When faced with discipline and the possibility of getting fired, some employees try to revive old complaints that have long since been resolved. They hope that resurrecting an old complaint will make their employer think twice about terminating. But employers are entitled to get work done. Don’t let a ploy like this prevent legitimate and necessary discipline.
There’s danger in every aspect of firing, from WARN Act layoffs and exit interviews to constructive discharge and more.
Learn how to fire an employee and sidestep wrongful termination lawsuits, with battle-tested firing procedures, and employment termination letters. At last, you can fire at will!
A supervisor asks a worker to move some heavy boxes, which isn’t one of the worker’s usual duties. The worker refuses, claiming physical problems prevent him from doing so. What should the supervisor do? Fire him for insubordination?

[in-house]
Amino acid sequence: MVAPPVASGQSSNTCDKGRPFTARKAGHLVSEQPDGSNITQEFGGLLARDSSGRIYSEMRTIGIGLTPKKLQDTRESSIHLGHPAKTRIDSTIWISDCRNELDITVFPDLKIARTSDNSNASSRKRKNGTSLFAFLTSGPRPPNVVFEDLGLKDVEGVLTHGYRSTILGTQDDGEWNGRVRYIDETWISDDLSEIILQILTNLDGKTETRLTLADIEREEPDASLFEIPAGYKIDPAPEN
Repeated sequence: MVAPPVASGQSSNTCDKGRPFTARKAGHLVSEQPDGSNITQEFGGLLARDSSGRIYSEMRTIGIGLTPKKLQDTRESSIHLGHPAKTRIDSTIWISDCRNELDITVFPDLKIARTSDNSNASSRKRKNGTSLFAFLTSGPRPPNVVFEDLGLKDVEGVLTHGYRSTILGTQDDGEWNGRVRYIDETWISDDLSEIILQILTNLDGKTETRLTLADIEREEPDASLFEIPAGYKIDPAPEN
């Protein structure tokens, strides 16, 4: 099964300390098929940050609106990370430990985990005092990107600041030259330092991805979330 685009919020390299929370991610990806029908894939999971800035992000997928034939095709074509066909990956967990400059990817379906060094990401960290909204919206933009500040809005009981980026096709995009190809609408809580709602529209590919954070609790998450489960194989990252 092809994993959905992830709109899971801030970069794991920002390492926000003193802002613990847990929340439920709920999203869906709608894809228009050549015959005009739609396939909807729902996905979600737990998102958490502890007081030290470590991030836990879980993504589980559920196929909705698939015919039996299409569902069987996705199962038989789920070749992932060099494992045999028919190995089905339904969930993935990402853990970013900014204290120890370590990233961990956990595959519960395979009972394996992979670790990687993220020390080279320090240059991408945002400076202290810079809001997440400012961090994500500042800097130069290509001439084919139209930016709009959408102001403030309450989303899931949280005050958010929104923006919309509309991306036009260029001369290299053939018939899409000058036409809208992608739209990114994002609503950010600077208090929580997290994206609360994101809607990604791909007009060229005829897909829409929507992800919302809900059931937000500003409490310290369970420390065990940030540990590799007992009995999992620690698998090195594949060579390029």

It’s a simple fact: You can’t tell which of your employees might sue you one day or for what reason. Your only real protection is fairness. If you treat all employees equally and provide them with the same opportunities, training and discipline, chances are any lawsuit will eventually be dismissed.
Fired employees seeking money (or revenge) often wrack their brains to recall incidents that might justify a sexual harassment or discrimination lawsuit. Suddenly, that casual complaint to HR starts to look like a pretext for their discharge—at least in their minds and their attorneys’. That’s why you should assume that every complaint will become the basis for a lawsuit.